Wrought-copper cats stand on the corner turrets of a building facing the Great Guild on Līvu Square, their backs arched and tails poised as if readying for the final leap. The famous and peculiar building, once scandalous and even been the cause of a lawsuit, was named the Cat House because of these figures. Today, the cats are not only squatting on the roof of the building, but they dwell on the ground floor too.
The Cat House, designed by the architect Friedrich Schefel, was built in 1909. Friedrich Schefel and Heinrich Scheel are regarded as pioneers of Riga Art Nouveau architecture. The building was owned by a wealthy Latvian trader who, out of bitter resentment for not being admitted to the Great Guild, put cat figures bearing expressive postures on the roof of his building. Tails of the cat figures were turned to the Great Guild building thus expressing the owner's attitude towards the offending organization of traders. The Cat House, built in the style of a medieval castle, was completed with colours of Art Nuveau palette, bringing colourfulness and romantics to the entire city and a share of sarcasm on the turrets of the house too.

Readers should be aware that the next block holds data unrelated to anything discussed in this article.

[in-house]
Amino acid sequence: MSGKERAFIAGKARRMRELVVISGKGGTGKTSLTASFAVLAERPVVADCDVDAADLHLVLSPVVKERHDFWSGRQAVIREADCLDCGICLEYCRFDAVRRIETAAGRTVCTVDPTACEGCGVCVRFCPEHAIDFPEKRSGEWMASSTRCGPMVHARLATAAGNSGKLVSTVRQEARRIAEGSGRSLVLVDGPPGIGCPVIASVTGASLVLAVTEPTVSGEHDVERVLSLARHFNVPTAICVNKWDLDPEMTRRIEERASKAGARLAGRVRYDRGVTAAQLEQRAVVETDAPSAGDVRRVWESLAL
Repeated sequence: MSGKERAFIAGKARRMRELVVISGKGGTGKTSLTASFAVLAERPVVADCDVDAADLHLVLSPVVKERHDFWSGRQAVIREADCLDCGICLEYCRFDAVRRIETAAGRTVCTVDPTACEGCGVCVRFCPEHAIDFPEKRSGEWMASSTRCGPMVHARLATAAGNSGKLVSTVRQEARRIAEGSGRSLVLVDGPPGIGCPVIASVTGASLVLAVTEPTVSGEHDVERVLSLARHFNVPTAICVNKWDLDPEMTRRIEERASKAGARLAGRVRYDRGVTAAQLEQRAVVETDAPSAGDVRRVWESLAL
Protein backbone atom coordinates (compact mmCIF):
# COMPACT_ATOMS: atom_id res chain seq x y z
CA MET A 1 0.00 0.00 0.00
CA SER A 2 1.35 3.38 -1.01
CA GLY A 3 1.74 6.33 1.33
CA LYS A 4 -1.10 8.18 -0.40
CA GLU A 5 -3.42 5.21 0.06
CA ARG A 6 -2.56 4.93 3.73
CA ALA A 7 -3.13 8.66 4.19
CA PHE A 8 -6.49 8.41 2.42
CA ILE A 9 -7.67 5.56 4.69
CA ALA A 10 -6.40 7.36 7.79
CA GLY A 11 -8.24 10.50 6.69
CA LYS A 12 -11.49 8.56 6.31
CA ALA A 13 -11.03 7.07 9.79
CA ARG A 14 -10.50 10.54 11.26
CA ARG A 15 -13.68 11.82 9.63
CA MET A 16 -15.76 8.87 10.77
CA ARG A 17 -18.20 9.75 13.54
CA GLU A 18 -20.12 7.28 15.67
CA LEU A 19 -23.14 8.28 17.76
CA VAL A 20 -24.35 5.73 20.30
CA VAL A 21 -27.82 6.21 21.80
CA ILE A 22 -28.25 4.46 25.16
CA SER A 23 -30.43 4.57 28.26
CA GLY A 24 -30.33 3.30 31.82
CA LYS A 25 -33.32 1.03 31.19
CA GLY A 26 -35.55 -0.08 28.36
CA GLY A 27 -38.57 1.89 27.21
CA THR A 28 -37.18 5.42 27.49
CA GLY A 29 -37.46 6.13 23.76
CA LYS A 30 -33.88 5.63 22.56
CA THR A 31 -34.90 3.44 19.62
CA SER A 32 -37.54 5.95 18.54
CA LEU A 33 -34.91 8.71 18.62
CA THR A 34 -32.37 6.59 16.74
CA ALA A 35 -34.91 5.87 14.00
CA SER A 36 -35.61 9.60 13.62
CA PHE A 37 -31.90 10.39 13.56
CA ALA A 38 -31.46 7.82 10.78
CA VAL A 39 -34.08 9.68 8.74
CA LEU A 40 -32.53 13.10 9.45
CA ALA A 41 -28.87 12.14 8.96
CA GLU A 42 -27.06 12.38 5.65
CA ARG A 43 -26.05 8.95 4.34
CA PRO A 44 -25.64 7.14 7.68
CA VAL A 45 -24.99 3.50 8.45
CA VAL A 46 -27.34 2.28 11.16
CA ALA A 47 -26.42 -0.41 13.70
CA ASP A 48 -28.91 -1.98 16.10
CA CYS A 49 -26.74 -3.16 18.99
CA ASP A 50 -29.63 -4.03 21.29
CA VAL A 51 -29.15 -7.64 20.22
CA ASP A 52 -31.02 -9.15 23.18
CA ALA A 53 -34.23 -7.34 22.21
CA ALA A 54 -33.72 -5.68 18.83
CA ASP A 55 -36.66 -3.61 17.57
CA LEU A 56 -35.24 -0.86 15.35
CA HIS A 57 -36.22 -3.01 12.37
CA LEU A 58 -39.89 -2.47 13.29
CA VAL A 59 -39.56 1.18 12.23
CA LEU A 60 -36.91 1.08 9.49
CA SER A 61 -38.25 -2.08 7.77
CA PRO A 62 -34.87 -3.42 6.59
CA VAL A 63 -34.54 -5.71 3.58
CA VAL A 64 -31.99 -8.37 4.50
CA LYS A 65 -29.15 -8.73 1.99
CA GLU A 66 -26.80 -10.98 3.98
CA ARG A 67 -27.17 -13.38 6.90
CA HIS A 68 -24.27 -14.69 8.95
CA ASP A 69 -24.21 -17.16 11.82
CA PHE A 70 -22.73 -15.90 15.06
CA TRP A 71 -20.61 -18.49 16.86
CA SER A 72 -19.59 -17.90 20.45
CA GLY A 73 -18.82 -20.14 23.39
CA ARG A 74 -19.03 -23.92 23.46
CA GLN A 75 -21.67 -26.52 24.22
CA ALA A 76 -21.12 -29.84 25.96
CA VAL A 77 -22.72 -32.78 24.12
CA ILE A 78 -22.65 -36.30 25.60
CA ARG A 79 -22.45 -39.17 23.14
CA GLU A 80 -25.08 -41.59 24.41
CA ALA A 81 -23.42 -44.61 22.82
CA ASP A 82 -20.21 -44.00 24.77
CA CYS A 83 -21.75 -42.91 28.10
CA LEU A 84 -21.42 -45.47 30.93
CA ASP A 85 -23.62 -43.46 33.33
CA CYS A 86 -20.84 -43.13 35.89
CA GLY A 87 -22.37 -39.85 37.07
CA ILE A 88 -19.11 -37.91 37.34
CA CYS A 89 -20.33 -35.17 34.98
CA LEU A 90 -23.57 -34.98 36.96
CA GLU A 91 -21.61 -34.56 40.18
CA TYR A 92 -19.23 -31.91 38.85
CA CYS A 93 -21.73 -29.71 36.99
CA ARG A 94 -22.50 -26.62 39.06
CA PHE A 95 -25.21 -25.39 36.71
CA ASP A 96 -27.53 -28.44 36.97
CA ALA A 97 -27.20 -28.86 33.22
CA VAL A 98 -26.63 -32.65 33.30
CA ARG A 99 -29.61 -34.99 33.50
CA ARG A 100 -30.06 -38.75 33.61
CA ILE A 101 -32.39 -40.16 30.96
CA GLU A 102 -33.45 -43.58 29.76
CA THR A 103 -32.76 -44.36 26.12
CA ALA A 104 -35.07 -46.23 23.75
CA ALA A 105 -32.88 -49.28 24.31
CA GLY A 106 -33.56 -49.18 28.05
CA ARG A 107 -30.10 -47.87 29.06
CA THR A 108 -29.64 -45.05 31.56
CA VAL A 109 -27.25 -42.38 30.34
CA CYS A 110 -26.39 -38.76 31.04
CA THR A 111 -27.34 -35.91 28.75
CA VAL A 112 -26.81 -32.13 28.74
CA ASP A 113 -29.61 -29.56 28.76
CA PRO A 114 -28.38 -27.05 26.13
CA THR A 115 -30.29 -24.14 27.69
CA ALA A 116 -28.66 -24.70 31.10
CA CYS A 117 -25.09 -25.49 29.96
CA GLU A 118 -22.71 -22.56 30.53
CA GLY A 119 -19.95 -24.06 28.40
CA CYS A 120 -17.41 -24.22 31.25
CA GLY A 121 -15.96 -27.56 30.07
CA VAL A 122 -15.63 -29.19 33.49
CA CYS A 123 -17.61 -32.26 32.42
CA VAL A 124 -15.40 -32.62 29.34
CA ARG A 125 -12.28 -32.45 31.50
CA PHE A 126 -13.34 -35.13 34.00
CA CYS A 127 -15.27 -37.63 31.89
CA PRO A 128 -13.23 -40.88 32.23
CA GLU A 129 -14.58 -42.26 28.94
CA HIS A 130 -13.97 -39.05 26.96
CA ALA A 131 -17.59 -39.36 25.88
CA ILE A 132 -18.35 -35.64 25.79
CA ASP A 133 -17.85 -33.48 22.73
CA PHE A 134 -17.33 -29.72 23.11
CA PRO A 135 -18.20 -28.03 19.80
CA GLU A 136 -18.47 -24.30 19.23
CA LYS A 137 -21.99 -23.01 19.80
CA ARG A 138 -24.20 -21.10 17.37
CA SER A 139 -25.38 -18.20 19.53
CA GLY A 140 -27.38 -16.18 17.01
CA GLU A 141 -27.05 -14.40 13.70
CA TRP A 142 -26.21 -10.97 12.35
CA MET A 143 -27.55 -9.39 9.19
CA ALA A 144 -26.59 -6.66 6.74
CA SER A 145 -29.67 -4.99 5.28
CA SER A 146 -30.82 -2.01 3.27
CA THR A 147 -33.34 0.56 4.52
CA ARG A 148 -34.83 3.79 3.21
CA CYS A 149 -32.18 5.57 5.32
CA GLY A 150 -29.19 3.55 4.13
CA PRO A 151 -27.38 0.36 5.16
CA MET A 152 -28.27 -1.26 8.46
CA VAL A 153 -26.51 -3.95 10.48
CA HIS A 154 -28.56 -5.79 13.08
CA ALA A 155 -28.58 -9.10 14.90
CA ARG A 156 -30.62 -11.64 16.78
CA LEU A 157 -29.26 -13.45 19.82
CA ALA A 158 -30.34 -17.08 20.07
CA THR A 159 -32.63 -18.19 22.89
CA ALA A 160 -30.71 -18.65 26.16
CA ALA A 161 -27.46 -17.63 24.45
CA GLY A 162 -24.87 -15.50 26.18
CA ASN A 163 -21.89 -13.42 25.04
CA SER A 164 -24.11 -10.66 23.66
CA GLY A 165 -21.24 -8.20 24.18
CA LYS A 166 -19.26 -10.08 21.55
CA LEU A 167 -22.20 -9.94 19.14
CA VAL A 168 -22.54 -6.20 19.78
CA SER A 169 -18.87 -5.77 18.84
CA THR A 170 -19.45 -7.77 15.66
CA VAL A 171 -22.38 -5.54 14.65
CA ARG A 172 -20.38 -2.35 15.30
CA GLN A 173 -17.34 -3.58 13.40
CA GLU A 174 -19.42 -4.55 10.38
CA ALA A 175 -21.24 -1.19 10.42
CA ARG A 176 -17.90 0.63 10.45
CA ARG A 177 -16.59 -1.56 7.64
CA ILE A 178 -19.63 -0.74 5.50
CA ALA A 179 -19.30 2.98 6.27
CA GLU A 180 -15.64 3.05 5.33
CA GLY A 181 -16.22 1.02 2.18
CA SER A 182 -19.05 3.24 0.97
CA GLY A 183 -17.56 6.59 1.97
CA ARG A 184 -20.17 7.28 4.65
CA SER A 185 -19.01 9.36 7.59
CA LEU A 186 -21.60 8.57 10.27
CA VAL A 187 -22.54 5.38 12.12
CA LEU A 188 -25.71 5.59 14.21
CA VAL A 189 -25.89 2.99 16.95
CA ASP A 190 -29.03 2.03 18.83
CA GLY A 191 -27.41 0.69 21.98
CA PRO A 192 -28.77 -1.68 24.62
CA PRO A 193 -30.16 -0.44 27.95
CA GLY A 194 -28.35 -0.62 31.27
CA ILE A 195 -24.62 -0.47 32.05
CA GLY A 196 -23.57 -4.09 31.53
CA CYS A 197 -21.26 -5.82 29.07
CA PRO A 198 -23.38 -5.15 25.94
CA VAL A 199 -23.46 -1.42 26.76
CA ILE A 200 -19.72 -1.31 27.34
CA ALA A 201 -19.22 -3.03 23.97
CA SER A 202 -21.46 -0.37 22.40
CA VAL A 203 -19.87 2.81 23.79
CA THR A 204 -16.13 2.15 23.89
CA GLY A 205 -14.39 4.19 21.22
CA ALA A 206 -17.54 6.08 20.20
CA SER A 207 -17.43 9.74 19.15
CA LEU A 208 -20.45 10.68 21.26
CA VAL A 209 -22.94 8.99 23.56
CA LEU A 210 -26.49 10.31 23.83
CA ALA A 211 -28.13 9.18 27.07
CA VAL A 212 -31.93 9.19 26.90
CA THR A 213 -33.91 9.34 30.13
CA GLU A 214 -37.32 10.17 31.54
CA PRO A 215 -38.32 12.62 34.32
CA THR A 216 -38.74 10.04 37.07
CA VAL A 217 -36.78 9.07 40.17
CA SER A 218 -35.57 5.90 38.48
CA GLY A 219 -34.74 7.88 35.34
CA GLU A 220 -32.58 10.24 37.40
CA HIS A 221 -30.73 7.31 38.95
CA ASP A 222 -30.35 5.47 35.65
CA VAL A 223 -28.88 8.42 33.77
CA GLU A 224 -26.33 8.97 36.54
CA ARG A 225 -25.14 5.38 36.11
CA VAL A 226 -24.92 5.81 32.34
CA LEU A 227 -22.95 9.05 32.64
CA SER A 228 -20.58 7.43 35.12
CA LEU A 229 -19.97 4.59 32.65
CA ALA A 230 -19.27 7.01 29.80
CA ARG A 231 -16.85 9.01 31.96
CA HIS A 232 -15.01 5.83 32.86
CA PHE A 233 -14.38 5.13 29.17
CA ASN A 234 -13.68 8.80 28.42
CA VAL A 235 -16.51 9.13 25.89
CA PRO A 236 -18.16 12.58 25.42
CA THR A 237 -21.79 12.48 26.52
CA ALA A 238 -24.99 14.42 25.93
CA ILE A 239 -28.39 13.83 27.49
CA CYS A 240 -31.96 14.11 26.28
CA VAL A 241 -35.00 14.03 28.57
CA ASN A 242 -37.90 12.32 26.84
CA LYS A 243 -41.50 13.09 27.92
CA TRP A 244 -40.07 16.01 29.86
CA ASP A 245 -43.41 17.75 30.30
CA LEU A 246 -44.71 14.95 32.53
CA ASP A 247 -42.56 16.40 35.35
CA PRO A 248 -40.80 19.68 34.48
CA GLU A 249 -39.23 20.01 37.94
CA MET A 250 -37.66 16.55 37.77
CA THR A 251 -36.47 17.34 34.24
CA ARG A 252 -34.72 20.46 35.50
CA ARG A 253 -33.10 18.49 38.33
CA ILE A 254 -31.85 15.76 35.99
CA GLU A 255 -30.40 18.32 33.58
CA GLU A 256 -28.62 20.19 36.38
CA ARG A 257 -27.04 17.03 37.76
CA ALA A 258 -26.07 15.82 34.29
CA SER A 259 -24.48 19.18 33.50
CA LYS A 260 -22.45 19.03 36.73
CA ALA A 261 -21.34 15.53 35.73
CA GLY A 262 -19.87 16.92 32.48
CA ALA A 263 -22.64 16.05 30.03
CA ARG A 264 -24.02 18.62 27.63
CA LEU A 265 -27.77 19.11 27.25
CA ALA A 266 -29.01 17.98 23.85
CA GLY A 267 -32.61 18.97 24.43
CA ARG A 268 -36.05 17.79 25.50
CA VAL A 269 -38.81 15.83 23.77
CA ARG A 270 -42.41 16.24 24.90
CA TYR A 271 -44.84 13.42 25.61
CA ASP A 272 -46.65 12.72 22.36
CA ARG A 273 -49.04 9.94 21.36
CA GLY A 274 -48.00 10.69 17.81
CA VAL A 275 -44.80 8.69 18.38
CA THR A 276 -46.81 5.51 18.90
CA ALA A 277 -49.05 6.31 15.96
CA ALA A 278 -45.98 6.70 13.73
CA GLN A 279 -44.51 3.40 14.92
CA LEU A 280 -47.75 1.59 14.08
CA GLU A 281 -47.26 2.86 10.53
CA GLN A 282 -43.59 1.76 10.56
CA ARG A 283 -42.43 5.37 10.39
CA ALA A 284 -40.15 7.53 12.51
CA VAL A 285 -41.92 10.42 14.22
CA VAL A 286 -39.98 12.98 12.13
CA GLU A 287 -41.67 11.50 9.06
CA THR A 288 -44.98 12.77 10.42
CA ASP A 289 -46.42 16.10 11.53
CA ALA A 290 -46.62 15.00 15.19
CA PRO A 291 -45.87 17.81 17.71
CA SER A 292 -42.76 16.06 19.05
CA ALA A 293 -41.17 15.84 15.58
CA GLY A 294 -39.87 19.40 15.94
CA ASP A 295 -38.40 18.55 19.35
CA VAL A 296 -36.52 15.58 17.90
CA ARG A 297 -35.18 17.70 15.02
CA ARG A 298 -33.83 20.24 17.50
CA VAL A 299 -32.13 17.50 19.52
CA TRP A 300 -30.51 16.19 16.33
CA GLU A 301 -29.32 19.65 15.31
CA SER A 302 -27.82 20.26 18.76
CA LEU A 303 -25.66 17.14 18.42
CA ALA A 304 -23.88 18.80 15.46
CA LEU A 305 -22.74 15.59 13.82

At the moment a restaurant is being run on the ground floor of the building while other parts of the Cat House are "hosting" offices.